A student who wants to an earlier entry in the U.S. (more than 30 days prior to the course start date), must qualify for, and obtain a visitor visa. A prospective student notation will be shown on his/her visitor visa and the traveler will need to make the intent to study clear to the U.S. immigration inspector at port of entry. Before beginning any studies, he or she must obtain a change of classification, filing Form I-506, Application for Change of Nonimmigrant Status, and also submit the required Form I-20 to the Department of Homeland Security office where the application is made. Please be aware that there is an additional fee of $140 for this process, and that one may not begin studies until the change of
What is Needed to Apply for a Student Visa?
It is important to remember that applying early and providing the requested documents does not guarantee that the student will receive a visa. Also, because each student’s personal and academic situation is different, two students applying for same visa may be asked different questions and be required to submit different documents. For that reason, the guidelines that follow are general and can be abridged or expanded by consular officers overseas, depending on each student's situation.
All applicants for a student visa must provide: A Form I-20 obtained from a U.S. college, school or university. Please be
An application Form DS-156, together with a Form DS-158. Both forms must be completed and signed. Some applicants will also be required to complete and sign Form DS-157. A separate form is needed for children, even if they are included in aparent's passport. The DS-156 must be the February 2003 date, either the electronic "e-form application" or the non-electronic version. Select Nonimmigrant Visa Application Form DS-156 to access both versions of the DS-156. You may also check with the Embassy Consular Section where you will apply to determine if the hard-copy blank DS-156 form is available,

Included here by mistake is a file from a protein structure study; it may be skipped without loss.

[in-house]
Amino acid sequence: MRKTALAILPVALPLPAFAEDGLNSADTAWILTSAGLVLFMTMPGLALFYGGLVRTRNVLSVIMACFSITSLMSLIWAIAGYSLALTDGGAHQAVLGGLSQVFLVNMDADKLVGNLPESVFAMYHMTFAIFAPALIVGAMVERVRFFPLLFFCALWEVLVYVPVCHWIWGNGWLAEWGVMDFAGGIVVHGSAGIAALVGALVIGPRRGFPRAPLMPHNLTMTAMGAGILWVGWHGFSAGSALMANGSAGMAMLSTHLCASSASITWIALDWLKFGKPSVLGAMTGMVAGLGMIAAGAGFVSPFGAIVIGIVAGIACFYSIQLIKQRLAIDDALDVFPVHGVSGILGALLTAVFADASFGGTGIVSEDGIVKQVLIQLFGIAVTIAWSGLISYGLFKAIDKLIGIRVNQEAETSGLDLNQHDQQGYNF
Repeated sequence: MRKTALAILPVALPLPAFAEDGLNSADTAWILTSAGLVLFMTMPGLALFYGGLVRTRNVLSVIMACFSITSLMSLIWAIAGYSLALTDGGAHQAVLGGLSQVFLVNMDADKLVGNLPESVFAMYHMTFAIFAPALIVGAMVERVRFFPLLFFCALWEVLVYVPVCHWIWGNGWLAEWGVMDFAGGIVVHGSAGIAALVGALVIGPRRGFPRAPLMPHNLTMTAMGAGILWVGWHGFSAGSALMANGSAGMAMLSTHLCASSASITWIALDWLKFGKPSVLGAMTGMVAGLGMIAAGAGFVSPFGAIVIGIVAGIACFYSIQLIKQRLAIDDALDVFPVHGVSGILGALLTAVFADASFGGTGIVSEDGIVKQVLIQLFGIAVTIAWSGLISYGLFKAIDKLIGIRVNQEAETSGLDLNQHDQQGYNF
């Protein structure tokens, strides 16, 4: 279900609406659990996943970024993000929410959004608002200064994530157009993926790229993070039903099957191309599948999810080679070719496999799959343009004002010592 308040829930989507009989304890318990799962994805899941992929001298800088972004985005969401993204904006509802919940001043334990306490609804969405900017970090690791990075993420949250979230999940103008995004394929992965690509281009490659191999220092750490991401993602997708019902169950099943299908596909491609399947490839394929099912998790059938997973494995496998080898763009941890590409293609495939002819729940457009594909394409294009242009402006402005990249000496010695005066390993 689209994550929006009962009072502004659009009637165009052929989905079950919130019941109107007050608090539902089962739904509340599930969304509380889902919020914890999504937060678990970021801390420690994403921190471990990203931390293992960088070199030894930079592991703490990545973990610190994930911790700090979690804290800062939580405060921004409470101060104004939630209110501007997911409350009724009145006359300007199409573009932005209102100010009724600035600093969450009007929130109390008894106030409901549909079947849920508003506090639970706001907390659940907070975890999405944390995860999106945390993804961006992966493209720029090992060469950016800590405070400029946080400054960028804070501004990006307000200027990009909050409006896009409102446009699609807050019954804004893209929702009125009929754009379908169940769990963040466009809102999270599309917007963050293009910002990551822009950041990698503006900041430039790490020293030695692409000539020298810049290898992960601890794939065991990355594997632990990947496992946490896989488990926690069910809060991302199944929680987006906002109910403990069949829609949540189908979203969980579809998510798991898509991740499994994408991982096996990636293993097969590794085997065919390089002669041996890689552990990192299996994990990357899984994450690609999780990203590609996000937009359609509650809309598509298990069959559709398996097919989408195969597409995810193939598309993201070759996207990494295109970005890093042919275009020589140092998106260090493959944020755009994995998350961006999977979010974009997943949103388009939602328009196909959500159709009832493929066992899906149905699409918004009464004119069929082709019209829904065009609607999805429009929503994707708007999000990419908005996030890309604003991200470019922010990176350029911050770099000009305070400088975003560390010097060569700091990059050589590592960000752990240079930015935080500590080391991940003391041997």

A passport valid for at least six months after your proposed date of entry into the United States; One (1) 2x2 photograph. See the required photo format explained in nonimmigrant photograph requirements.
A receipt for visa processing fee. A receipt showing payment of the visa application fee for each applicant, including each child listed in a parent’s passport who is also applying for a U.S. visa, is needed;
All applicants should be prepared to provide: Transcripts and diplomas from previous institutions attended;
Scores from standardized tests required by the educational institution such as the TOEFL, SAT, GRE, GMAT, etc.;
Financial evidence that shows you or your parents who are sponsoring you have sufficient funds to cover your tuition and living expenses during the period of your intended study. For example, if you or your sponsor is a salaried employee, please bring income tax documents and original bank books and/or statements. If you or your sponsor own a business, please
Applicants with dependents must also provide:
Proof of the student’s relationship to his/her spouse and/or children (e.g., marriage and birth certificates.)